Felix Runcie Kelly (New Zealand 1914-1994)

Westminster Abbey at night

Felix Runcie Kelly

Signed twice l.r., oil on paper, in a 20th century black ebonized frame with a pale gold slip

34 x 30.2 cm; 46.7 x 43 cm framed


Paintings by Felix Kelly. Introduction by Herbert Read, London, 1946

Michel Remy, Surrealism in Britain, Aldershot, 1999

Donald Bassett, Fix, The Life and Art of Felix Kelly, Darrow Press

Donald Bassett, Felix Kelly, Herbert Read and Neo-Romanticism, British Art Journal - Vol. 8 Nbr. 2, September 2007


The work is in excellent condition. The frame has a few minor scratches commensurate with its age.

This painting was a commission for the Dunlop Rubber Company Limited and used as a full-page advertisement in 1953 to commemorate the Coronation of Queen Elizabeth II in numerous publications including ‘The Queen’ and ‘The Ilustrated London News’. The accompanying text read as follows:

‘God Save the Queen. Once again this is a year of splendor for the Abbey in Westminster, which was built for prayer and for the anointing of Kings and Queens. Once again the triumphant trumpets give silver tongue and the people cry out “God Save the Queen’ and the soft English daylight gains glory from gold and silver and precious jewels. Here, in this sacred place, time adds rich colour to the tapestry of history, as a new Queen, Elizabeth II, is anointed, crowned and enthroned. When the Queen departs from the Abbey, and the great throng is dispersed and the air is still, the glory will still be there, enshrined in this holy place, guardian of our faith and of our royal Succession.’

Kelly was a New Zealand born painter, stage designer, graphic designer, interior designer and illustrator who lived in the UK from 1935. During WWII be served in the Royal Air Force as a navigating officer. He began to paint seriously in his spare time, his work influenced by the Surrealists and with a Romantic feel while always meticulously executed. He abandons nature’s topography and reinvents landscapes in a dreamlike world and his interest in architecture is often apparent in his paintings. His first one-man show was at the Lefevre Gallery in 1943, and its success led to another exhibition the following year, when pictures by Lucien Freud and Julian Trevelyan were shown in next door rooms. That year he received a commission to illustrate the art historian and critic Herbert Read’s ‘The Green Child’. Read was an early admirer of Kelly’s work and introduced him to a number of significant clients. The artist exhibited at Arthur Tooth from 1965-1974 and thereafter at Partridge Fine Art.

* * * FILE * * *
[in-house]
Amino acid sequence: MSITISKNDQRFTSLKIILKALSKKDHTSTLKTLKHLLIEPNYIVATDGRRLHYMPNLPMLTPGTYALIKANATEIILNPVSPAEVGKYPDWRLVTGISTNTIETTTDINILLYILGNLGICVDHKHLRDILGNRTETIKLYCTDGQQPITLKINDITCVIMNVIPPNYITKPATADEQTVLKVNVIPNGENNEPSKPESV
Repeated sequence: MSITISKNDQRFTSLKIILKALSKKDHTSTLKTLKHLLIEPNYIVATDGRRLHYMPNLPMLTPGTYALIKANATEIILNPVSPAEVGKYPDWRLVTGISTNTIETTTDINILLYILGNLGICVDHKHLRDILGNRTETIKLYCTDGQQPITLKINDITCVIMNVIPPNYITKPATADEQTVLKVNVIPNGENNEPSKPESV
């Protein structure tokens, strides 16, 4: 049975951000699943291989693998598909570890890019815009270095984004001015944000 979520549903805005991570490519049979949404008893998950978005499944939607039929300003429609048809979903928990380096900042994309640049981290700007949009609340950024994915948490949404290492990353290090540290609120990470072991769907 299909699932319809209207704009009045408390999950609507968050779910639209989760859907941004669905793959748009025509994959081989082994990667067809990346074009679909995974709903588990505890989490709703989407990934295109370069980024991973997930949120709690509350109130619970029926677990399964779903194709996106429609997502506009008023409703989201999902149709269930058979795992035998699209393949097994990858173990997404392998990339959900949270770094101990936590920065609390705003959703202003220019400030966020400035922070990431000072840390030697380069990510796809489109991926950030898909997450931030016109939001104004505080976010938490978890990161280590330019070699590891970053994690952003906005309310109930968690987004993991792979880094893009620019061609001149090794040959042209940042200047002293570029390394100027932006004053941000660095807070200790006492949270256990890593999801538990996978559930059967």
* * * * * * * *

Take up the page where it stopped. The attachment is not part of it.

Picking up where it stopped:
Kelly was commissioned to paint murals and interior decoration in many of England’s most important houses, his good looks and charm fuelling his social popularity. At Castle Howard he executed four murals for the Garden Hall in 1982 and the ‘Kelly car’, a fairground-style train to take visitors around the grounds. His work enjoyed global acclaim, notably in the United States and as far away as Nepal where he decorated a room in the Royal Palace, Kathmandu. He also worked on developing architectural ideas, notably at Henbury Hall where he gothicised ‘The Cave’ for Sebastian de Ferranti and Highgrove where he refaced the Victorian facades and designed new plastered and pedimented frontispieces, returning the house to a more Georgian appearance for the Prince of Wales. He also painted murals in a number of Union Castle and Cunard liners.

His work is included in the collections of Tate, Aberdeen Art Gallery and Museums, Southampton City Museum, Grosvenor Museum, Chester, Sheffield Museums and the National Trust. The R.W. Norton Art Foundation in Louisiana, U.S.A. has a holding of his work and his archive is in the collection of the Museum of New Zealand.